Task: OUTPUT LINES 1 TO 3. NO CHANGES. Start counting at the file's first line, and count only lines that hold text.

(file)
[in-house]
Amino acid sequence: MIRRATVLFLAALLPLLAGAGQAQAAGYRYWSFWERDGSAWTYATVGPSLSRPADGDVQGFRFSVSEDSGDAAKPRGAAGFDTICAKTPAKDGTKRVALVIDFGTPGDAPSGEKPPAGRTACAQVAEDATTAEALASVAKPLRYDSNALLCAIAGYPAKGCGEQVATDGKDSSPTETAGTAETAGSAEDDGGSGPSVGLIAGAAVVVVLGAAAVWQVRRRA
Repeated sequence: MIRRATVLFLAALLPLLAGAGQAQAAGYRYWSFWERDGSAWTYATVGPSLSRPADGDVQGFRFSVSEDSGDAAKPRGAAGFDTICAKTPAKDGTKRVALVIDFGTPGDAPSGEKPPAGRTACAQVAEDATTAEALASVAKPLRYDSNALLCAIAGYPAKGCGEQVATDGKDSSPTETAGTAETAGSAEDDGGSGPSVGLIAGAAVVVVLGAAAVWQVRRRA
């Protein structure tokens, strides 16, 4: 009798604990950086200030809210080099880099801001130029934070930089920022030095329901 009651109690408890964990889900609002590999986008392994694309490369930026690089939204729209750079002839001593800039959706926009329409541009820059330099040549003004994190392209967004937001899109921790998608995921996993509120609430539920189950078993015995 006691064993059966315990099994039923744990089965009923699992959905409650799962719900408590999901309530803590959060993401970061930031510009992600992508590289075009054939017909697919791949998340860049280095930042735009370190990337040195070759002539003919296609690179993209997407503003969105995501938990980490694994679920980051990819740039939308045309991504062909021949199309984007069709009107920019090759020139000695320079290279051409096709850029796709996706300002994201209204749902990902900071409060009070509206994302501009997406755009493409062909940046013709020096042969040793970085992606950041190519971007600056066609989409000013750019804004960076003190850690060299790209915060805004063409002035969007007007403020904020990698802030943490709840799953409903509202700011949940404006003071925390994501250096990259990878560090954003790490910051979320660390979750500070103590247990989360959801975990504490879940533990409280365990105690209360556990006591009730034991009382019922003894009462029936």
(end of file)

[in-house]
Amino acid sequence: MIRRATVLFLAALLPLLAGAGQAQAAGYRYWSFWERDGSAWTYATVGPSLSRPADGDVQGFRFSVSEDSGDAAKPRGAAGFDTICAKTPAKDGTKRVALVIDFGTPGDAPSGEKPPAGRTACAQVAEDATTAEALASVAKPLRYDSNALLCAIAGYPAKGCGEQVATDGKDSSPTETAGTAETAGSAEDDGGSGPSVGLIAGAAVVVVLGAAAVWQVRRRA
Repeated sequence: MIRRATVLFLAALLPLLAGAGQAQAAGYRYWSFWERDGSAWTYATVGPSLSRPADGDVQGFRFSVSEDSGDAAKPRGAAGFDTICAKTPAKDGTKRVALVIDFGTPGDAPSGEKPPAGRTACAQVAEDATTAEALASVAKPLRYDSNALLCAIAGYPAKGCGEQVATDGKDSSPTETAGTAETAGSAEDDGGSGPSVGLIAGAAVVVVLGAAAVWQVRRRA